Hook of the Hamate- Why Does My Palm Hurt?
So, you keep on hitting your golf ball fat, and you can’t get your hand discomfort to settle down. You are tender on the palm side of your hand, opposite from your bigger thumb muscle. Any time you try to grip something tightly, you just can’t. What gives? Well, you could have a broken bone in your hand!
The hook of the hamate is a bony process off of the hamate bone- one of the wrist bones. Things like direct blows to the hand, falls onto an outstretched hand, checking a baseball bat, and yes, hitting your golf ball fat can all cause a hook of the hamate fracture.
This type of fracture is pretty rare, only 2% of all carpal fractures are hook of the hamate fractures.
Sometimes your doctor can diagnose this with a digital x-ray, using the tunnel view of the wrist. A CT or MRI scan may be needed to confirm the diagnosis.
Most hamate hook fractures do not heal, remain tender, and can irritate or damage the nerves or tendons rubbing on it. Due to its poor healing, the fractured fragment is usually removed which resolves the symptoms. There can be some scar tenderness after surgery for several months.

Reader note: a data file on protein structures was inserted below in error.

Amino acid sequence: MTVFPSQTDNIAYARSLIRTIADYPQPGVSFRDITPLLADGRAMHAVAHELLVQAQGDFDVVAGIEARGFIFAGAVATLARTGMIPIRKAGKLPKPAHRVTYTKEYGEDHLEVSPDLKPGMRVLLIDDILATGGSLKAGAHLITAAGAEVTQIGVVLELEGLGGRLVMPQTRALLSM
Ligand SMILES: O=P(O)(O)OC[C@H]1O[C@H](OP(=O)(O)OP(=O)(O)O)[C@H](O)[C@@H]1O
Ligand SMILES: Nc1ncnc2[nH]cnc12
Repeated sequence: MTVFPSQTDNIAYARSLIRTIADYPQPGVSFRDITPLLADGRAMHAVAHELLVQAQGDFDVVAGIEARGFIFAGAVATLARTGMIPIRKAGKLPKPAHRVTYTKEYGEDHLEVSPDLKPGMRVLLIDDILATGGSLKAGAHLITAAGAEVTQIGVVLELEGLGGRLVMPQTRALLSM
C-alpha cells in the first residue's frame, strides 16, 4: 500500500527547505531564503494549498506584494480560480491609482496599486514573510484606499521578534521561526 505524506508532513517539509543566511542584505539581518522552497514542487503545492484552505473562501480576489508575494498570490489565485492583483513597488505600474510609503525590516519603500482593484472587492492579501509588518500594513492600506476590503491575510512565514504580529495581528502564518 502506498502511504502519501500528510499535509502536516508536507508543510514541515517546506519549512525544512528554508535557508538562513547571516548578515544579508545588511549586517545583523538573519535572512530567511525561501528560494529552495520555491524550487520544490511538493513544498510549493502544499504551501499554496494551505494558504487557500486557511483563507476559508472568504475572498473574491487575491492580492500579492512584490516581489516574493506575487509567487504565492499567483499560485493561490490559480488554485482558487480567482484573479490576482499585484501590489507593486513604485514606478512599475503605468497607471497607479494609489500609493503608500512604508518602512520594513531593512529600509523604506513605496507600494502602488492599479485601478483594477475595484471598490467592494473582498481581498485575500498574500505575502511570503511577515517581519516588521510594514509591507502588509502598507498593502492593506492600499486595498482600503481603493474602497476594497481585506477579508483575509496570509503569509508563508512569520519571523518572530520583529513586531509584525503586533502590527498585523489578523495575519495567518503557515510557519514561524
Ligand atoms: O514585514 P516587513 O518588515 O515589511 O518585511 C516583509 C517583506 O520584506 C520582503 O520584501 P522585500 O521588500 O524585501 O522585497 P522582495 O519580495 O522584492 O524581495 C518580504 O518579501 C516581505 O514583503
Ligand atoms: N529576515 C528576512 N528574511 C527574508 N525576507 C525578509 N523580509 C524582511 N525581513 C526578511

Most people will return to all of their desired activities following this injury. After the incision is healed, you can start to increase activities as tolerated. Sometimes scar tenderness limits golf, batting (softball/baseball), racquet sports, and heavy weight lifting for a while, but this improves over several weeks.
Riki Duncan, MA.Ed, ATC, LAT